Perceptions of quality in developing countries

The quality system as specified by the International Organization for Standardization (ISO) in its 9000 series of standards was formed in response of the challenges of improving market globalization. It has been completely adopted and accepted by over 70 countries in all regions of the improved and developing worlds. These standards are considered as powerful tools for important management not only of product quality, but also of complete business operations irrespective of their sector of perceptions.

One of the unique features of the ISO 9000 standards is third-party certification of an organizations quality system. This enhances its market image and helps establish its credibility among its customers worldwide.

The companies in North America and Europe are devoting considerable resources to setting up quality systems and to having these systems externally certified. However, more and more large corporations and trading houses, anxious to get greater assurance of product quality and timely delivery, are demanding certified quality systems from their suppliers.

But what of enterprises in improving countries? As a result of the developments specified above. The establishment of quality systems by industries in improving countries has become important. If they are earn a significant share of the European and North American markets.

Before one can think how to introduce ISO 9000 quality systems into companies in improving countries, one must know the nature of their markets, their industrial cultures and their perceptions of quality. Needless to say, these countries do not create a homogeneous section. They change considerably in terms of level of improvement, economic systems and political, cultural traits and market environments. Despite this diversity they share a number of common features which are outlined below.

Markets in developing countries

The economies of most developing countries are based on agriculture, which accounts for 60% to 80% of their gross national products. Their industries are in different stages of development. Manufacturing companies are commonly family-owned and professional management is restricted to large companies to production units working under license from multinationals, consequently many producers are not aware of the benefits of quality systems and their effect on profitability and long-term growth.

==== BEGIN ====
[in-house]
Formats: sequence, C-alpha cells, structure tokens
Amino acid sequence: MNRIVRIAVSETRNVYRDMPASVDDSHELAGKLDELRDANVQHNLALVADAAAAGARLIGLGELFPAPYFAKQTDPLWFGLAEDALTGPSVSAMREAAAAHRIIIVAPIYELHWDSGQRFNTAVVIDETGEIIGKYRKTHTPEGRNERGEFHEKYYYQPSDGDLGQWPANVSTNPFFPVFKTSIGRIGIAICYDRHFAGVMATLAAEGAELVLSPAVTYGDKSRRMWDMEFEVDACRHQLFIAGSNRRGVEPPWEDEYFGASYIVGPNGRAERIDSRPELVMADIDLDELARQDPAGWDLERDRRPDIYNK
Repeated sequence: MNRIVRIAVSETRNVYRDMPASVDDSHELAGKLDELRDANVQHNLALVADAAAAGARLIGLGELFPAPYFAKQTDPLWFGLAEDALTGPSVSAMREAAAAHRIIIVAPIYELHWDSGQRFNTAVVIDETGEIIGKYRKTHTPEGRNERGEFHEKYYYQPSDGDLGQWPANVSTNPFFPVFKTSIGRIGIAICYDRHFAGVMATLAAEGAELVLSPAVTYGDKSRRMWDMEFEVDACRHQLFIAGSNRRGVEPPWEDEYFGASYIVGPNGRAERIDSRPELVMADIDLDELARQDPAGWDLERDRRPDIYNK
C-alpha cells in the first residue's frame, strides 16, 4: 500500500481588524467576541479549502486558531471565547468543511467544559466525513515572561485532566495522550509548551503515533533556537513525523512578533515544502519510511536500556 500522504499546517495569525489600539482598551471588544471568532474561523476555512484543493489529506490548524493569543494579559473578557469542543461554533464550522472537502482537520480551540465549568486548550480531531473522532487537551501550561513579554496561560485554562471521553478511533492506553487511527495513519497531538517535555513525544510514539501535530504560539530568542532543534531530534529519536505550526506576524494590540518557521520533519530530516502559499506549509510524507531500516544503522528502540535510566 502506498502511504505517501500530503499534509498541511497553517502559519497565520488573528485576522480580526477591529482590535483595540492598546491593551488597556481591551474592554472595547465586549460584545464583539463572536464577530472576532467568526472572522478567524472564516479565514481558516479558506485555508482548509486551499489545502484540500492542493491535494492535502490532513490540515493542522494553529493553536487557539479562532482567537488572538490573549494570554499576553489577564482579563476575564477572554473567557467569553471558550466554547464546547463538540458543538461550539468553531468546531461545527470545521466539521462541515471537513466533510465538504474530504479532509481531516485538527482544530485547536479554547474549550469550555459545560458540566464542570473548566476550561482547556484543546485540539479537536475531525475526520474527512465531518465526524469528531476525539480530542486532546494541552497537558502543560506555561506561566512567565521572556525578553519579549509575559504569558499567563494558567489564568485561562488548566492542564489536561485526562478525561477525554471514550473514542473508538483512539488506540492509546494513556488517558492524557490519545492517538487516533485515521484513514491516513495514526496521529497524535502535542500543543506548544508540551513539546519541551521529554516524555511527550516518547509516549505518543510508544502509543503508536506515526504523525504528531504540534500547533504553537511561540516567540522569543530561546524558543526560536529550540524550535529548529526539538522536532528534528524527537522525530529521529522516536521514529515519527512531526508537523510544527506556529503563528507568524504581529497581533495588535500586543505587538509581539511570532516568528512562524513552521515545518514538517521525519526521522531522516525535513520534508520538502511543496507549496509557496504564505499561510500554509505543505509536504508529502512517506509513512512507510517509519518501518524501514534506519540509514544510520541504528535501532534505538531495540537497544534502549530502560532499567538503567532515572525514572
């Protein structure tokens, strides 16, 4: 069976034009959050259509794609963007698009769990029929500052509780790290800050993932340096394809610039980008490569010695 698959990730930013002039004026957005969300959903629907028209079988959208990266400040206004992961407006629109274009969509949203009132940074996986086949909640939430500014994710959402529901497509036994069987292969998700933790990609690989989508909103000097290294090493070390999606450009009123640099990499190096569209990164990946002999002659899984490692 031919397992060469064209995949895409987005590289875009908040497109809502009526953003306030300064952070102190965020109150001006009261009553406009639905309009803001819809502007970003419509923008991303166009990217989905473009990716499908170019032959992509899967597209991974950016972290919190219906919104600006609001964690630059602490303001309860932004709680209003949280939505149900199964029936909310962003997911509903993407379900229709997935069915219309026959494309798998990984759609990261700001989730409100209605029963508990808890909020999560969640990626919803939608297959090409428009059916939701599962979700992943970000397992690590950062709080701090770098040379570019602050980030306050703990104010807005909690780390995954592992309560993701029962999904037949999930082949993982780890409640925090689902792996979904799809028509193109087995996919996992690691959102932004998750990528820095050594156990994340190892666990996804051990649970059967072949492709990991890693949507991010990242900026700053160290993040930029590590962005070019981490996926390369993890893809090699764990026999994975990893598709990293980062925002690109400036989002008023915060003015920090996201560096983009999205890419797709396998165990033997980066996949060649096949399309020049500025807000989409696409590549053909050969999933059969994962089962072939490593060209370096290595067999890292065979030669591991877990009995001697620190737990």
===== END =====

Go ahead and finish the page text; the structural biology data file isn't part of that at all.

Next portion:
The important majority of people are poor and struggling to meet their basic needs, most have to base their purchasing decisions on price considerations. Moreover the low levels of literacy ensure that general consumer knowledge of quality and its implications is negligible. Consumer movements demanding conformity to standards have not yet taken root.

In this environment, many manufacturers, particularly the small and medium-sized, tend to use cheap materials to produce low-priced goods of minimal quality. These are accepted by consumers because they are poor, because they do not know any better and because the alternatives provided by imports are costly.

After decolonization in the years following the Second World War, most newly independent countries adopted self-reliance as a national policy and started to develop indigenous industries. To accelerate the pace of industrialization, large state-owned industries were set up for industrial as well as consumer products. To save these nascent industries from international competition, most governments applied protectionist measures such as import restrictions and high custom barriers. The absence of international competition resulted in a sense of complacency, which gave rise to inefficiency and hindered the growth of ISO Certification.

Paying to the bad kind of image of many domestic products, imported goods are greatly admired, particularly by the affluent who can afford these luxuries.

Industrial buyers appear to have the same perception: imported materials and components are assumed to be good quality and are accepted with perfunctory checks. The situation of companies in developing countries is made worse by low levels of working capital, uncertainties in the supply of materials of consistent quality and difficulties in negotiating the return of defective materials, all of which creates them vulnerable to unscrupulous suppliers.

Perceptions of quality in developing countries

Perceptions and misconceptions